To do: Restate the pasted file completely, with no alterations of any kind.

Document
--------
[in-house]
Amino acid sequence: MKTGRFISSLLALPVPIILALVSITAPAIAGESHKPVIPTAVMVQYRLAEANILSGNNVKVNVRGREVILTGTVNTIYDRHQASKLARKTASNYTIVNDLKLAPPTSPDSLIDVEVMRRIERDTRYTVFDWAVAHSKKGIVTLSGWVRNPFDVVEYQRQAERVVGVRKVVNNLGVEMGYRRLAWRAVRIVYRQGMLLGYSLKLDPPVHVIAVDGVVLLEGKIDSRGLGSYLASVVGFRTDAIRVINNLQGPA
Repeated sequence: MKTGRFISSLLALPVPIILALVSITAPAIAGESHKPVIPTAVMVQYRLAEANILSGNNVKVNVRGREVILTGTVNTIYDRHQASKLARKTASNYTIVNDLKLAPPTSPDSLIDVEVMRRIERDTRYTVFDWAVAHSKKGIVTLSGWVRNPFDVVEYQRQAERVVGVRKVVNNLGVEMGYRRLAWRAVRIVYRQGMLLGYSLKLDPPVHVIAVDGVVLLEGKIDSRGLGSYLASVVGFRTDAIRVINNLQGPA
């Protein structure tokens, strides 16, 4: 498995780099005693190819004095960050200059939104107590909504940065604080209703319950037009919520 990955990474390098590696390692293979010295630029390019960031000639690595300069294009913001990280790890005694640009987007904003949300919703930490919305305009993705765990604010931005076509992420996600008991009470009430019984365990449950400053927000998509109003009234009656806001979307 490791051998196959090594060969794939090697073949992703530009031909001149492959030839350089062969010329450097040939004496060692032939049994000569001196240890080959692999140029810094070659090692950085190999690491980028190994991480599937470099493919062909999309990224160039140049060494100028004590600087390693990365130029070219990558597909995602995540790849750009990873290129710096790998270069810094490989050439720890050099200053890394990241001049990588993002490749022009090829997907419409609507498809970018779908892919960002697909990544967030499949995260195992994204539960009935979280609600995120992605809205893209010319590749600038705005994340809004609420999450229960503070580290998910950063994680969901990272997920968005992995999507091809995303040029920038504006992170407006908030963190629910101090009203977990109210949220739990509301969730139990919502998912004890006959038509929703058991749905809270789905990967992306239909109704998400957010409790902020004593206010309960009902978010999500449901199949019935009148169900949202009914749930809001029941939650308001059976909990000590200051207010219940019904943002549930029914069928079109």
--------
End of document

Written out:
[in-house]
Amino acid sequence: MKTGRFISSLLALPVPIILALVSITAPAIAGESHKPVIPTAVMVQYRLAEANILSGNNVKVNVRGREVILTGTVNTIYDRHQASKLARKTASNYTIVNDLKLAPPTSPDSLIDVEVMRRIERDTRYTVFDWAVAHSKKGIVTLSGWVRNPFDVVEYQRQAERVVGVRKVVNNLGVEMGYRRLAWRAVRIVYRQGMLLGYSLKLDPPVHVIAVDGVVLLEGKIDSRGLGSYLASVVGFRTDAIRVINNLQGPA
Repeated sequence: MKTGRFISSLLALPVPIILALVSITAPAIAGESHKPVIPTAVMVQYRLAEANILSGNNVKVNVRGREVILTGTVNTIYDRHQASKLARKTASNYTIVNDLKLAPPTSPDSLIDVEVMRRIERDTRYTVFDWAVAHSKKGIVTLSGWVRNPFDVVEYQRQAERVVGVRKVVNNLGVEMGYRRLAWRAVRIVYRQGMLLGYSLKLDPPVHVIAVDGVVLLEGKIDSRGLGSYLASVVGFRTDAIRVINNLQGPA
């Protein structure tokens, strides 16, 4: 498995780099005693190819004095960050200059939104107590909504940065604080209703319950037009919520 990955990474390098590696390692293979010295630029390019960031000639690595300069294009913001990280790890005694640009987007904003949300919703930490919305305009993705765990604010931005076509992420996600008991009470009430019984365990449950400053927000998509109003009234009656806001979307 490791051998196959090594060969794939090697073949992703530009031909001149492959030839350089062969010329450097040939004496060692032939049994000569001196240890080959692999140029810094070659090692950085190999690491980028190994991480599937470099493919062909999309990224160039140049060494100028004590600087390693990365130029070219990558597909995602995540790849750009990873290129710096790998270069810094490989050439720890050099200053890394990241001049990588993002490749022009090829997907419409609507498809970018779908892919960002697909990544967030499949995260195992994204539960009935979280609600995120992605809205893209010319590749600038705005994340809004609420999450229960503070580290998910950063994680969901990272997920968005992995999507091809995303040029920038504006992170407006908030963190629910101090009203977990109210949220739990509301969730139990919502998912004890006959038509929703058991749905809270789905990967992306239909109704998400957010409790902020004593206010309960009902978010999500449901199949019935009148169900949202009914749930809001029941939650308001059976909990000590200051207010219940019904943002549930029914069928079109």